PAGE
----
by Dr. Philip S. Chua.
December 16, 2011
The World Health Organization observes “World No Tobacco Day” on May 31st each year to remind people around the globe about the deadly effects on smoking and to inspire smokers to quit the habit as a part of a healthy lifestyle.
The smokers and their family and other people around them are impacted directly and indirectly by this addiction. Globally, there are about 1.2 billion smokers. Smoking is the leading cause of preventable death, killing 5 million persons around the globe annually. This is extrapolated to increase to 8 million deaths each year by 2030. And the greater tragedy is that this massive lost of lives could be prevented by the pre-emptive option of abstaining from tobacco or quitting the habit.
At least 250 Filipinos die each day, yes, each day, or about 90,000 a year, from smoking-related illnesses, cardiovascular, pulmonary, metabolic diseases, and cancers, especially lung cancers. In Malaysia about 10,000, and Vietnam at least 40,000, die annually from tobacco-related conditions. Indonesia’s death toll is the worst: 400,000 a year.
The sad fact is that official global tobacco youth survey has revealed that the “smoking prevalence among Filipino youth had jumped from 15% in 2003 to 21.6% in 2007,” and expected to go even higher in the years ahead.
“We are losing the war against smoking,” stated Maricar Limpin, executive director of the Framework Convention on Tobacco Control Alliance Philippines (FCAP), “indicating that the law has not been effective.”
The 2003 act “sets both the guidelines for and regulation of the packaging, sale, distribution, and advertisements of tobacco products,” and also mandating the printing of warnings about the harmful effects of smoking.
Those figures above are from the 2005-2006 Tobacco and Poverty Study in the Philippines conducted by the College of Public Health of the University of the Philippines, National Epidemiology Center of the Department of Health and the World Health Organization (WHO).
The past 3 years or so, even the printing of graphic warnings to discourage smoking has been blocked by many lawmakers. Do they have any vested financial interest to protect?
“It is being blocked because of fears it could kill the tobacco industry,” Northern Samar Rep. Paul Daza, main author of the anti-smoking bill, said.
Obviously, for political correctness and expediency, majority of our legislators in Congress prefer to protect the tobacco industry and allow tobacco to continue to kill our people. What money from the tobacco lobby findings its way to the deep pockets of the legislators can do, huh?
Smoking kills. It is that plain and simple. There is no more doubt today that tobacco (cigarette smoking) is the predominant cause of lung cancer, besides other malignancies and cardiovascular diseases that maim, kill men and women and hurt our society, especially our children. In the United States alone, almost half a million die each year from smoking-related illnesses. Demographic studies have shown that smokers are about 10 times more prone to die premature deaths than non-smokers. This unnecessary loss of lives is at an immense direct cost for non-smokers in terms of increased health risks from passive smoking, in higher health insurance premiums and taxes, not to mention personal and family tragedies in all shapes and forms.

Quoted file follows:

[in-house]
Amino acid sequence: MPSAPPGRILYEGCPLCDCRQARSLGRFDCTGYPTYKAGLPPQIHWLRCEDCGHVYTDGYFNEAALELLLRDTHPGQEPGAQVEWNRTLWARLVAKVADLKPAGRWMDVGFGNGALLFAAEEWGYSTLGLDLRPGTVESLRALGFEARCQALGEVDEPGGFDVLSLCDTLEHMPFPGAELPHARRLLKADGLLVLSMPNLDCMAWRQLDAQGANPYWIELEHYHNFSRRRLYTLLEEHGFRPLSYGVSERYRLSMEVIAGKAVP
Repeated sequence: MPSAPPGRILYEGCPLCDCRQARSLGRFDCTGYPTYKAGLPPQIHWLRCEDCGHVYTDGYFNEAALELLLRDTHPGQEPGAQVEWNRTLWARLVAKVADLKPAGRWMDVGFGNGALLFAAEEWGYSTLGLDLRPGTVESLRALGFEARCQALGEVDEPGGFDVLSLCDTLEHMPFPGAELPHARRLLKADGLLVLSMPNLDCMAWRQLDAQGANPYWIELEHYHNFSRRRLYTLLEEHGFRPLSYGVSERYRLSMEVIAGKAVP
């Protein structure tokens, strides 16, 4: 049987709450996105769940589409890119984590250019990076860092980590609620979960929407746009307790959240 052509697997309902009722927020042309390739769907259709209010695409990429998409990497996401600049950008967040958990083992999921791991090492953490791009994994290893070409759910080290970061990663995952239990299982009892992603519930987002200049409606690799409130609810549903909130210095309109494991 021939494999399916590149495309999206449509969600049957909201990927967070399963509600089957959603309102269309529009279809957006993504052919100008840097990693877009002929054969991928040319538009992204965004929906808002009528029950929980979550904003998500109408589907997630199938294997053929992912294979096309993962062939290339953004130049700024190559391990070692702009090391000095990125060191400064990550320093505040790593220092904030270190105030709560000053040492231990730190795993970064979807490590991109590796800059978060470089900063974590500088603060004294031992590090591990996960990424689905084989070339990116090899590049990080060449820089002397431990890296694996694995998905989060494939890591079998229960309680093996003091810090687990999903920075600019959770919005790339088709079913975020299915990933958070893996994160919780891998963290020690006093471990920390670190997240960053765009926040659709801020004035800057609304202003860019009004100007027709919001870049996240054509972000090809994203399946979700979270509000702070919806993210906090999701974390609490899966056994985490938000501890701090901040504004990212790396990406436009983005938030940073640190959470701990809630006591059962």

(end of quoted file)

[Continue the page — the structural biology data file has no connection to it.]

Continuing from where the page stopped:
As we have alluded to in a previous column, secondhand smoke is even more dangerous. Innocent bystanders are forced to inhale cigarette smoke at their workplaces or in public places, thus increasing their health risk. The Environmental Protection Agency engineers have shown that even the best available ventilation and air-moving equipment were unable to reduce carcinogenic (cancer-causing) air contamination to a safe level for a non-smoker sharing work space with a habitual smoker.
If you think about it, our government and those of other nations are enabling drug (nicotine and other chemicals in cigarettes) peddlers in the name of profit, wantonly sacrificing their citizens’ health and future, shortening people’s lives, wasting trillions of dollars or more of expenditures for research as to how to fight the habit, how to cure the tobacco-induced illnesses, including heart disease, stroke, diabetes, hypertension, and cancer, etc. Allowing the development of addiction and diseases, and then finding a way to fight the addiction and the diseases it causes, does not make sense.
Having said that, I shall defend the right of people to smoke if they so choose, so long as they respect and do not abridge the right of the non-smokers to protect themselves from the more deadly health effects of secondhand smoke. Those who defend smoking are misinformed or are in denial, and doing a great disservice to the public, especially to the youth.
Unfortunately, the senseless global smoke-filled “killing field,” protected by governments, will continue. It is, indeed, most tragic for the victims.
As a cardiac surgeon, I find the solution too obvious to ignore, equally obvious to billions of non-medical people (including school graders) with common sense: Eliminate the obvious cause, get rid of the poison! Then, you don’t have to do expensive research looking for the “antidote” or finding the cure, etc. Instead, save the billions of dollars in each country and spend the money to eliminate graft and corruption among government officials and eradicate poverty among the destitute, homeless and hungry. This way, we can even have these added bonuses: a smokeless society, a healthier citizenry, a nobler and more compassionate nation, and a less polluted environment, ecologically friendlier to Mother Earth!
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